When the sun was out and the sky clear, Ueno, and even more so its Ameyoko market street, were once almost embarrassingly regular destinations for me and my camera. “Where did you go today?” my wife would ask, but before I could even answer, my decidedly sheepish look would have already given the game away, and with mock, wide-eyed surprise, she’d exclaim, “Ueno, again!”
Despite managing to trick her into guessing wrong every now and then, it invariably was Ueno, again, but with its gifts of lovely light and fascinating people, how could I not give in when the conditions were ideal?
I thought about this the other day when I went back after a fairly long break. It had been a similarly long while before that as well. The sky was blue, and timing wise the light was just right, but with Tokyo still in a quasi-state of emergency, and masks very much the norm, it was a stark reminder of why I’ve become something of a stranger. It’s just not the same. Eyes are the window to the soul and all that, but uncovered faces are infinitely more interesting. Sights that will hopefully return in the not too distant future, but until then, here are some people from Ueno of the past.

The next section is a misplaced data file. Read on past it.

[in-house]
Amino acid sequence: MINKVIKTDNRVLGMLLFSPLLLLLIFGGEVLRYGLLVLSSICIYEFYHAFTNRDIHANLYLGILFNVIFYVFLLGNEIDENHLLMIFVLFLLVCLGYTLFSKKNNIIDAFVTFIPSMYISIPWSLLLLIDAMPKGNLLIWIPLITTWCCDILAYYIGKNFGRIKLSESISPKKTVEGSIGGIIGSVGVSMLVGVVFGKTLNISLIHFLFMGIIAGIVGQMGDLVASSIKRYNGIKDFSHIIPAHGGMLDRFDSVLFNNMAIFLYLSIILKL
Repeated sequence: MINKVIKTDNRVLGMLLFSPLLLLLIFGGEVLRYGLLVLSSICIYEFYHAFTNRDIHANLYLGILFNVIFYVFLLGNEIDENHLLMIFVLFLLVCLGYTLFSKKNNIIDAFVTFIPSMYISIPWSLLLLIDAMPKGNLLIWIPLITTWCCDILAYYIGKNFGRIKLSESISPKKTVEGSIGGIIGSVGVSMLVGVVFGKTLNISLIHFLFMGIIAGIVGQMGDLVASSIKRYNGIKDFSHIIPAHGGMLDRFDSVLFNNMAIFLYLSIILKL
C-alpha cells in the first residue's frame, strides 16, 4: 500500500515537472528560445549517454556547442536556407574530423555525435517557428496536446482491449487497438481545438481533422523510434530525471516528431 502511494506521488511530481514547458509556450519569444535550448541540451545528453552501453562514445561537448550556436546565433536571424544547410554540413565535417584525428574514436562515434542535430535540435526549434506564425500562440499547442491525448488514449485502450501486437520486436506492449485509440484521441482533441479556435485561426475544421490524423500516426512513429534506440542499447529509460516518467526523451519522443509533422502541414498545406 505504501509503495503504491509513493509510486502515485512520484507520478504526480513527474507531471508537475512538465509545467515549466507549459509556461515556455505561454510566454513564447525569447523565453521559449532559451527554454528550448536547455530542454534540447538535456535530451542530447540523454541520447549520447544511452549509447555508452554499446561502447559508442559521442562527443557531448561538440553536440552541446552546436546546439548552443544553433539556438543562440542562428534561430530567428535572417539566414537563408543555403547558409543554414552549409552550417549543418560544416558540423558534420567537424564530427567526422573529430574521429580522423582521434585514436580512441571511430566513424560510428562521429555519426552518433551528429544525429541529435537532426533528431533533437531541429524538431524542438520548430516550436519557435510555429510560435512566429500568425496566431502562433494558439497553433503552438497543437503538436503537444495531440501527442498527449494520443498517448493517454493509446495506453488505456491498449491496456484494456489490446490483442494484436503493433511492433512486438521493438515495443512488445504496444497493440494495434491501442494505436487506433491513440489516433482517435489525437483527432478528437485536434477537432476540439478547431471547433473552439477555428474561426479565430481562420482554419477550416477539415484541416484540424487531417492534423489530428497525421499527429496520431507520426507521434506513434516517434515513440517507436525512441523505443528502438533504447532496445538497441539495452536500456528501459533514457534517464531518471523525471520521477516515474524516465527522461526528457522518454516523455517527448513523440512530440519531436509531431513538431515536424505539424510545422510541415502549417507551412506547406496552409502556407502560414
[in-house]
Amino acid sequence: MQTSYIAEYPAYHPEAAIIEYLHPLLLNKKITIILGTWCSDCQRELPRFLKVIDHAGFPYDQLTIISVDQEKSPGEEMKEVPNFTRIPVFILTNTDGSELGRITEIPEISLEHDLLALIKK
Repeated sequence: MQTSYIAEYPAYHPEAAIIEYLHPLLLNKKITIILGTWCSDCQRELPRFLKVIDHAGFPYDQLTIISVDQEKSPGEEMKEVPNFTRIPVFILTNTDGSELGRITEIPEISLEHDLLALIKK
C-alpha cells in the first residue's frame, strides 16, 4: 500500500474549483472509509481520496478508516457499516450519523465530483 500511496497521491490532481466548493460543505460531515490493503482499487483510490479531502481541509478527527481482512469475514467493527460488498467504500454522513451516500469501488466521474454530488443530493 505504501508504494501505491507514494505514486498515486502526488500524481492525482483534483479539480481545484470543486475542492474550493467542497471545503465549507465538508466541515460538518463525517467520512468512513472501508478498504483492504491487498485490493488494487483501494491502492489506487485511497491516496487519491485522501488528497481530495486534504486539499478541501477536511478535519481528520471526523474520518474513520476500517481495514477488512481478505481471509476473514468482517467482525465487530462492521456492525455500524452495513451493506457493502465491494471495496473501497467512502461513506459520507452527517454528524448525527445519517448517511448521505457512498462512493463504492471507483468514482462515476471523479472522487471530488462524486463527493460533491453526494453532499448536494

About a month ago I posted photos of a huge and truly distinctive Japanese public housing complex. Known as danchi, these once modern concrete structures are now slowly disappearing as age catches up with them and far more desirable buildings take their place.
It’s a shift that isn’t the least bit surprising, as unlike that aforementioned behemoth, the vast majority of 1960s and 70s danchi are fairly modest in size. Invariably they are also incredibly utilitarian in design, just like the very dated apartment blocks below. The key difference with these, however, is that they are just a few minutes walk from Omotesando — one of the fanciest and most expensive areas in the capital.
With that in mind, it’s undoubtedly the last kind of accommodation you’d expect to see in such a neighbourhood, but with half of them gone already, and the rest being prepared for demolition, it’s presumably the last time it will be seen as well.
Last year I posted a series of photos that featured some Tokyo citizens nicely in synch with their surroundings. Since then I’ve managed to take a few more, so here’s another instalment of colour coordination that includes bleak concrete, and much more unexpectedly, a big cat.